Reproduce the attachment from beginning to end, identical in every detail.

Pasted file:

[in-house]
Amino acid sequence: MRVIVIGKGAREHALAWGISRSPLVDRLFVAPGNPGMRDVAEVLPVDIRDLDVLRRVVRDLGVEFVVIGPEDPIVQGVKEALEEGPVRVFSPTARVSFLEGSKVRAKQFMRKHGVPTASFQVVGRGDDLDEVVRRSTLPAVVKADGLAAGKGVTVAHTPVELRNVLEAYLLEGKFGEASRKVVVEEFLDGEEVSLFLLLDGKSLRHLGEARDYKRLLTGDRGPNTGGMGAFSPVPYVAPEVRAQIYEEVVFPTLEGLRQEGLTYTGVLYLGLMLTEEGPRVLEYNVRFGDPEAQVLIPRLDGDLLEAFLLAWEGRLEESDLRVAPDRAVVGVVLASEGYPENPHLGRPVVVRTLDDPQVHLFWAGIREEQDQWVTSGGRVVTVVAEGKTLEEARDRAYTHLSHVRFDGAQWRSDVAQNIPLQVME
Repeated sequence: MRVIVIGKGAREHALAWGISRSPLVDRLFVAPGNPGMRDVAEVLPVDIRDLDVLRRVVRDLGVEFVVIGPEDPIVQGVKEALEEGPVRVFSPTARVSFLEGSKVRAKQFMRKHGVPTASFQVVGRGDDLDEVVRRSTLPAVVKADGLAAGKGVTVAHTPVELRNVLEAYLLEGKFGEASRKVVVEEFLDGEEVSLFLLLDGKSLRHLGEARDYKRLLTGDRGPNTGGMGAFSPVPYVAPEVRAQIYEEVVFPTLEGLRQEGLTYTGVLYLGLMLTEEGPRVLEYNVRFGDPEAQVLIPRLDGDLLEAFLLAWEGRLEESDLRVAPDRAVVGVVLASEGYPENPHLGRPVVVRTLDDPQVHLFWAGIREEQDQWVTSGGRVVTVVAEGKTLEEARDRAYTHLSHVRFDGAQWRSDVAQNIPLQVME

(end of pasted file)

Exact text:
[in-house]
Amino acid sequence: MRVIVIGKGAREHALAWGISRSPLVDRLFVAPGNPGMRDVAEVLPVDIRDLDVLRRVVRDLGVEFVVIGPEDPIVQGVKEALEEGPVRVFSPTARVSFLEGSKVRAKQFMRKHGVPTASFQVVGRGDDLDEVVRRSTLPAVVKADGLAAGKGVTVAHTPVELRNVLEAYLLEGKFGEASRKVVVEEFLDGEEVSLFLLLDGKSLRHLGEARDYKRLLTGDRGPNTGGMGAFSPVPYVAPEVRAQIYEEVVFPTLEGLRQEGLTYTGVLYLGLMLTEEGPRVLEYNVRFGDPEAQVLIPRLDGDLLEAFLLAWEGRLEESDLRVAPDRAVVGVVLASEGYPENPHLGRPVVVRTLDDPQVHLFWAGIREEQDQWVTSGGRVVTVVAEGKTLEEARDRAYTHLSHVRFDGAQWRSDVAQNIPLQVME
Repeated sequence: MRVIVIGKGAREHALAWGISRSPLVDRLFVAPGNPGMRDVAEVLPVDIRDLDVLRRVVRDLGVEFVVIGPEDPIVQGVKEALEEGPVRVFSPTARVSFLEGSKVRAKQFMRKHGVPTASFQVVGRGDDLDEVVRRSTLPAVVKADGLAAGKGVTVAHTPVELRNVLEAYLLEGKFGEASRKVVVEEFLDGEEVSLFLLLDGKSLRHLGEARDYKRLLTGDRGPNTGGMGAFSPVPYVAPEVRAQIYEEVVFPTLEGLRQEGLTYTGVLYLGLMLTEEGPRVLEYNVRFGDPEAQVLIPRLDGDLLEAFLLAWEGRLEESDLRVAPDRAVVGVVLASEGYPENPHLGRPVVVRTLDDPQVHLFWAGIREEQDQWVTSGGRVVTVVAEGKTLEEARDRAYTHLSHVRFDGAQWRSDVAQNIPLQVME